Sweeney Todd: The Demon Barber of Fleet Street: Special Edition
April 14, 2008
An R rated musical about a vengeful barber who kills his victims only to serve them up as meat pies must’ve made the studio a little nervous to bankroll a big budget adaptation of Stephen Sondheim’s award-winning Sweeney Todd: The Demon Barber of Fleet Street (2007). Although, they must’ve been reassured that Tim Burton would be helming the project with his long-time collaborator Johnny Depp stepping in to play Todd. Burton, with his affinity for all things dark and gothic (see A Nightmare Before Christmas and The Corpse Bride), seems like an obvious choice to take on such dark subject matter and Sondheim agreed, giving the filmmaker his blessing.
Benjamin Barker (Depp) returns to London after the jealous Judge Turpin (Rickman) abuses his power to rob the barber of a regular life by taking away his wife Lucy and his daughter. Barker reinvents himself as Sweeney Todd and rents a room from Mrs. Lovett (Carter) above her bakery. Todd is consumed by thoughts of revenge and Lovett helps him ply his trade once again – only this time with much more lethal results. Her motivations for helping Todd stem from feelings she has for the mad barber.
Burton drains the colour from all scenes that take place in the present, symbolizing Todd’s dark state-of-mind, and saturates flashbacks showing his life during happier times with vibrant colour. Of course, Todd’s grisly murders provide vibrant splashes of red as Burton does not hold back on the amount of blood that flows from the barber’s victims. The director stages some truly excellent set pieces like when Todd bests a rival barber – Italian Adolfo Pirelli (Cohen) – at offering the fastest, cleanest shave. Pirelli is all flash and pomposity but he’s no match for Todd’s skill with a razor blade.
Johnny Depp attacks the role with his customary gusto. With his disheveled hair, pale complexion, and coal-black eyes, he certainly looks the part. He also does a pretty good job with the singing portions. Before he decided to become an actor, Depp fancied himself a musician and did a musical early on his career with John Waters’ Cry-Baby (1990). Helena Bonham Carter has even less experience and predictably fares not as well in the singing department. She warbles along as best she can and fortunately compensates with excellent chemistry with Depp and brings a pixish charm to the role of Mrs. Lovett.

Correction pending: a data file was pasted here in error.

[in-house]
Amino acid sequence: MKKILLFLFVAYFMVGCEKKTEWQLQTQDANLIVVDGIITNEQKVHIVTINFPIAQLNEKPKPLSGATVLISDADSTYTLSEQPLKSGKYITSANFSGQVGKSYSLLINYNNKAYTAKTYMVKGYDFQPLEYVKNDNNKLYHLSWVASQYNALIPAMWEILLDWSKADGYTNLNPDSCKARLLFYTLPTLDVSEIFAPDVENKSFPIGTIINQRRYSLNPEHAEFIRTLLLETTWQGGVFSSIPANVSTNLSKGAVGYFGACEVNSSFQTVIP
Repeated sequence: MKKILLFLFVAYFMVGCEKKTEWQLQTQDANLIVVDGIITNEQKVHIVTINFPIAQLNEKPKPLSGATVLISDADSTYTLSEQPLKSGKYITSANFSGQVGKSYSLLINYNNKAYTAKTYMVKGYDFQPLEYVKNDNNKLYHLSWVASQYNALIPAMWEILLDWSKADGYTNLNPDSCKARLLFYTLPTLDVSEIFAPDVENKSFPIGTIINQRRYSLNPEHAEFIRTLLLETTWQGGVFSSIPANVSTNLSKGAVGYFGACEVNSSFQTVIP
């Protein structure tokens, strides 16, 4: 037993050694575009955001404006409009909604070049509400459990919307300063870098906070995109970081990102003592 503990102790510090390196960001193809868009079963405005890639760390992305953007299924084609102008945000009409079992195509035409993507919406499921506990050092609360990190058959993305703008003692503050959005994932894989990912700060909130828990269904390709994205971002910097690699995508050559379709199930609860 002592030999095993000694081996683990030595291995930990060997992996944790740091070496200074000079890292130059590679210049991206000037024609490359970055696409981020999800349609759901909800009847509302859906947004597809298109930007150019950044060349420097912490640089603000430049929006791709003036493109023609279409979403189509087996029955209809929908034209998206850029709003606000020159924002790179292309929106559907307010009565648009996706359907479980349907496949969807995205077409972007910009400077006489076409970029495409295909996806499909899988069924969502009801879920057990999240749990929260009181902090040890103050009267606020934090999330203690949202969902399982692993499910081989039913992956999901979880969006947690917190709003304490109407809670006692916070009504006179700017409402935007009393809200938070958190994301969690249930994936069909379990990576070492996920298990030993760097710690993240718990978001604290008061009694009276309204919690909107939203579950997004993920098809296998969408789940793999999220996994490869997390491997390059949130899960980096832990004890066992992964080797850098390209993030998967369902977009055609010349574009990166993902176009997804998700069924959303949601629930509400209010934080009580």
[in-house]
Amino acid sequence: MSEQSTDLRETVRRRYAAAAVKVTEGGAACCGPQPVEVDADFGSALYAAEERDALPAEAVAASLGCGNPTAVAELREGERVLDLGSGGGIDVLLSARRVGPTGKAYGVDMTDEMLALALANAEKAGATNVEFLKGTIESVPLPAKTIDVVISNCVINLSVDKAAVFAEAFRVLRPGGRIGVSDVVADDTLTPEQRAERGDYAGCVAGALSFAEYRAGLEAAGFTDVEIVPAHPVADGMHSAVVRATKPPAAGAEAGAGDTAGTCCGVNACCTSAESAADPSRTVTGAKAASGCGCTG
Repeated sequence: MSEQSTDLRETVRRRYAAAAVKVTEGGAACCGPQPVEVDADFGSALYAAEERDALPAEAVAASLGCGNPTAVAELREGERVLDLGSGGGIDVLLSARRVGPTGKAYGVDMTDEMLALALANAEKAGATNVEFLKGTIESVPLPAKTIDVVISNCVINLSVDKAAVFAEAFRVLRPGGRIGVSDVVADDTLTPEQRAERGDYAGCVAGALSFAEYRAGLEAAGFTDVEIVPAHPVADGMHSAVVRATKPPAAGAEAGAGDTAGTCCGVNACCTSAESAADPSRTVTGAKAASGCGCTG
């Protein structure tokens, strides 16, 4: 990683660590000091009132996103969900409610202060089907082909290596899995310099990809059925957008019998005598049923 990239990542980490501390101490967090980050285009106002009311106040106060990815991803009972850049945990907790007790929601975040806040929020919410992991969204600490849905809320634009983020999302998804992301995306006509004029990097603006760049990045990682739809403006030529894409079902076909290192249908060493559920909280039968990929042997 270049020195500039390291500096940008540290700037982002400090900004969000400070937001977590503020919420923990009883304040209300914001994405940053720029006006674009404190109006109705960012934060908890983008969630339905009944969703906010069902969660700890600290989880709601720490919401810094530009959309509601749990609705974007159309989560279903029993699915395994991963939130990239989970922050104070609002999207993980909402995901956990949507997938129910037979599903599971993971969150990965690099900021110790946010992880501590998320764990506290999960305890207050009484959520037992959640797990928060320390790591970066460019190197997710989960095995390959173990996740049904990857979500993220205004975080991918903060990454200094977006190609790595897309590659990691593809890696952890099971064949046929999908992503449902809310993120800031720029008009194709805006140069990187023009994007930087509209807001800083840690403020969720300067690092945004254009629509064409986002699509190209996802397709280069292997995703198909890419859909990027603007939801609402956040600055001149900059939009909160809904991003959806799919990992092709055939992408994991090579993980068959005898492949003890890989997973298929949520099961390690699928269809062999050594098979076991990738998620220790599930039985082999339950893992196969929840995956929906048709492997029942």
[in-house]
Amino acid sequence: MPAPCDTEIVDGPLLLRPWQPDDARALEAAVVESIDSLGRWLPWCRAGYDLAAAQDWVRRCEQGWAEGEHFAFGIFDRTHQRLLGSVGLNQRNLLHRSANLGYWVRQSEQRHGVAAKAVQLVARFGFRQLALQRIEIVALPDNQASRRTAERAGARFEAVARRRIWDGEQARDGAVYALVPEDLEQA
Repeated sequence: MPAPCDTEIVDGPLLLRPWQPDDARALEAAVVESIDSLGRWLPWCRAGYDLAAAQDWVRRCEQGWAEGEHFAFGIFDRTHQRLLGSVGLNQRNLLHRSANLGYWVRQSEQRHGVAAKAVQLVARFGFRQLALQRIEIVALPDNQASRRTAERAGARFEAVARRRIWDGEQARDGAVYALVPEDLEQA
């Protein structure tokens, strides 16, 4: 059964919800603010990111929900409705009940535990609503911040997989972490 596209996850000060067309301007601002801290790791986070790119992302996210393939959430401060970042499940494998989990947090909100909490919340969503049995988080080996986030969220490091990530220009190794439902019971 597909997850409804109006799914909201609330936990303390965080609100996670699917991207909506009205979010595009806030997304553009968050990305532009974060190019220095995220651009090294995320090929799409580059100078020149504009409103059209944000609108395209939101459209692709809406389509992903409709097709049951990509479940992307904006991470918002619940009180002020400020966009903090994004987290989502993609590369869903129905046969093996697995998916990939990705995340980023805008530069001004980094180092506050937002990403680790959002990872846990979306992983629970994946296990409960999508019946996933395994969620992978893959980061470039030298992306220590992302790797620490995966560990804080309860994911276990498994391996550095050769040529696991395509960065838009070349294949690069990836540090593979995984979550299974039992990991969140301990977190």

Sweeney Todd is a marvel of production design and art direction as a stylized vision of Victorian era London is faithfully recreated in all of its smoky, sooty industrial glory. Burton has created a bloody adaptation of Sondheim’s musical and kudos to the studio for having the guts to back such a potentially uncommercial project.
The first disc has a featurette entitled, “Burton + Depp + Carter = Todd.” Tim Burton had always been a fan of Stephen Sondheim’s musical and had contemplated a film version for years. Helena Bonham Carter was also a fan and had always wanted to play Mrs. Lovett. Burton liked the idea of her and Depp as this “weird” couple. The director and his leading man talk about their long-standing relationship in this excellent featurette.
The second disc starts off with the “Sweeney Todd Press Conference, November 2007” which features Burton, producer Richard Zanuck and his main cast answering questions from the press. Not surprisingly, Burton and Depp tend to dominate the bulk of the questions. Both men are very charming and joke good naturedly with each other.
“Musical Mayhem: Sondheim’s Sweeney Todd” features Sondheim talking about the origins of his take on Sweeney Todd and what drew him to the story. He also talks about how he adapted it into a musical and speaks eloquently about the story and the predominant theme of revenge.
“Sweeney’s London” provides historical background to 18th and 19th century London including the social and economical conditions with historians talking about how harsh life was back then. This is fascinating stuff and excellent insight the world that acts as a backdrop to the story.
“The Making of Sweeney Todd: The Demon Barber of Fleet Street” takes a look at how the film came together. This is a pretty standard promotional featurette that mixes cast and crew soundbites with clips from the film. It covers a lot of ground already depicted in other featurettes.
“Grand Guignol: A Theatrical Tradition” examines the tradition of Grand Guignol or horror theatre that came out of France. Academic types trace its origins, define its characteristics, and illustrate how Sweeney Todd fits into this tradition.
“Designs for a Demon Barber” takes a look at the costumes and set design. Burton wanted the film to look like Frankenstein (1931) and resemble a kind of fable look. He explains that this is why he used sets on soundstages as opposed to actual locations.
“A Bloody Business” examines how they did the film’s bloody deaths. We see Burton and his crew running tests on how to get the right bloody sprays and experiment with how to pull of the throat slashings.
“Moviefone Unscripted with Tim Burton and Johnny Depp” features the two men asking each other questions submitted by fans. They talk about how they met, how Depp prepared for the role, and so on.
“The Razor’s Refrain” is a montage of stills and behind-the-scenes photographs from the film with excerpts of songs from the soundtrack.
Also included is a gallery of production sketches, promotional stills, and behind-the-scenes photos.
Finally, there is a theatrical trailer.